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Eastwemyss, Macduff's Castle

A Category B Listed Building in Buckhaven, Methil and Wemyss Villages, Fife

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Coordinates

Latitude: 56.1627 / 56°9'45"N

Longitude: -3.0578 / 3°3'28"W

OS Eastings: 334399

OS Northings: 697170

OS Grid: NT343971

Mapcode National: GBR 2F.HNZD

Mapcode Global: WH7SV.0C5G

Entry Name: Eastwemyss, Macduff's Castle

Listing Date: 11 December 1972

Category: B

Source: Historic Scotland

Source ID: 350506

Historic Scotland Designation Reference: LB16707

Building Class: Cultural

Location: Wemyss

County: Fife

Electoral Ward: Buckhaven, Methil and Wemyss Villages

Traditional County: Fife

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Description

16th century, surviving walls of rectangular-plan E tower (formerly 5-storey) with turnpike stair tower to NE angle; and ruins of late 14th century W tower (formerly 4-storey) with ruins of 16th and 17th century linking gatehouse range, within enclosure. Squared red sandstone and snecked rubble. String courses, gunloops and hoodmoulds to stair tower. Voussoired segmentally-arched openings and evidence of barrel vaults at ground floor. Outer courtyard wall to NW (landward) with wide-mouthed shot holes.

Statement of Interest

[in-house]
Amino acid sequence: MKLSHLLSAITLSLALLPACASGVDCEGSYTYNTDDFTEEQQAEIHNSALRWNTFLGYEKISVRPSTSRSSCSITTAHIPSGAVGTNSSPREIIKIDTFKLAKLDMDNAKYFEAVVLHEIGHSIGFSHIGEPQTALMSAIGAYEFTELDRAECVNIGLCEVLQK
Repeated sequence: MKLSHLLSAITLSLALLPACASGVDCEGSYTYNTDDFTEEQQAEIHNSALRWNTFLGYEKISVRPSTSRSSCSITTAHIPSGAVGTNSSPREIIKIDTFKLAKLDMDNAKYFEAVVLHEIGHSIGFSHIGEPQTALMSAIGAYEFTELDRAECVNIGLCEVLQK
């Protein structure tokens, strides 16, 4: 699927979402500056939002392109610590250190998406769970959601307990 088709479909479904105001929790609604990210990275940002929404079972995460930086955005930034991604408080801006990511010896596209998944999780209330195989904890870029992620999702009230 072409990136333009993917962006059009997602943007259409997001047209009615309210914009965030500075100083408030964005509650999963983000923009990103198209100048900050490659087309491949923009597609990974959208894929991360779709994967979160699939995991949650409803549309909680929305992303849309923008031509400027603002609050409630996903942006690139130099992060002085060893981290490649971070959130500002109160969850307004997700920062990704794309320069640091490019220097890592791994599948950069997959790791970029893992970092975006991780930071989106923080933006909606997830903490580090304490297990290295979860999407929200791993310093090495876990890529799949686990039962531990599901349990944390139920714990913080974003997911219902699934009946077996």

Property of Wemyss Estate Trustees. Scheduled Ancient Monument. The name 'Macduff's' derives from an 11th century association with the Thane of Fife, but nothing survives from that date. MacGibbon and Ross say that the building was also known as Kennoway Castle and Thanes Castle. East Wemyss village, including the castle, was purchased by Sir John Wemyss of West Wemyss in 1637 from Lord Colville of Culross, and in 1651 the lands of East and West Wemyss were united as one Barony of Wemyss. Fawcett says that MacDuff Castle "eventually had what were in essence two tower-houses, but there the towers were carefully linked into a unified composition by the gatehouse range that ran between them ... the appearance may have shown similarities with a 14th century courtyard castle of the type seen in St Andrews". The aforementioned gatehouse range was built by the Colvilles, with a great hall above which according to MacGibbon and Ross had "an open wooden roof, the marks of which are visible against the towers at each end", and later in the 16th century the outer courtyard wall with shot holes was added. The courtyard enclosed ranges of ancillary buildings, and a further lower courtyard on a seaward terrace. In 1666 the Countess of Sutherland (daughter of the 2nd Earl of Wemyss) sent her children here to escape the plague in Edinburgh.

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